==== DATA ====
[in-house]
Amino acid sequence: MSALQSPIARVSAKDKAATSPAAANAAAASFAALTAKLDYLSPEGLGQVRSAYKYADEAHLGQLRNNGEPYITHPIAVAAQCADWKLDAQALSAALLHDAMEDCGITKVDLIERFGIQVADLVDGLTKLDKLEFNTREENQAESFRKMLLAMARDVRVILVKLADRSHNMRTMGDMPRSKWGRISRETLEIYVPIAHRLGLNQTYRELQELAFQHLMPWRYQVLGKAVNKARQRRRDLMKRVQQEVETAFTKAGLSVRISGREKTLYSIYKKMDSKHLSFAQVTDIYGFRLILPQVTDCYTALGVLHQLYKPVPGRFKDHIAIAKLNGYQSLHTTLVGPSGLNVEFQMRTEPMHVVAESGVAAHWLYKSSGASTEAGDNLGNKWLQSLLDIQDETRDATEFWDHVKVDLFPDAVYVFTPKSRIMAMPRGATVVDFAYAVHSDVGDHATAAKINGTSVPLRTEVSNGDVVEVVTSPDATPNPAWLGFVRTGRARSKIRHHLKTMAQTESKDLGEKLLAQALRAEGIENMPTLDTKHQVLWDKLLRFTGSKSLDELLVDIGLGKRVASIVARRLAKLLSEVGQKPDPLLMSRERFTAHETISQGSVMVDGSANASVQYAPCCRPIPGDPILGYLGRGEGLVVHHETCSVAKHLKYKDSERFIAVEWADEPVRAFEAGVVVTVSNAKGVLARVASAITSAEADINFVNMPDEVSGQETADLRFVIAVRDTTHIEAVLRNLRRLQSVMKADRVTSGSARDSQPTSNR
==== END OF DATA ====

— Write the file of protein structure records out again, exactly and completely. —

[in-house]
Amino acid sequence: MSALQSPIARVSAKDKAATSPAAANAAAASFAALTAKLDYLSPEGLGQVRSAYKYADEAHLGQLRNNGEPYITHPIAVAAQCADWKLDAQALSAALLHDAMEDCGITKVDLIERFGIQVADLVDGLTKLDKLEFNTREENQAESFRKMLLAMARDVRVILVKLADRSHNMRTMGDMPRSKWGRISRETLEIYVPIAHRLGLNQTYRELQELAFQHLMPWRYQVLGKAVNKARQRRRDLMKRVQQEVETAFTKAGLSVRISGREKTLYSIYKKMDSKHLSFAQVTDIYGFRLILPQVTDCYTALGVLHQLYKPVPGRFKDHIAIAKLNGYQSLHTTLVGPSGLNVEFQMRTEPMHVVAESGVAAHWLYKSSGASTEAGDNLGNKWLQSLLDIQDETRDATEFWDHVKVDLFPDAVYVFTPKSRIMAMPRGATVVDFAYAVHSDVGDHATAAKINGTSVPLRTEVSNGDVVEVVTSPDATPNPAWLGFVRTGRARSKIRHHLKTMAQTESKDLGEKLLAQALRAEGIENMPTLDTKHQVLWDKLLRFTGSKSLDELLVDIGLGKRVASIVARRLAKLLSEVGQKPDPLLMSRERFTAHETISQGSVMVDGSANASVQYAPCCRPIPGDPILGYLGRGEGLVVHHETCSVAKHLKYKDSERFIAVEWADEPVRAFEAGVVVTVSNAKGVLARVASAITSAEADINFVNMPDEVSGQETADLRFVIAVRDTTHIEAVLRNLRRLQSVMKADRVTSGSARDSQPTSNR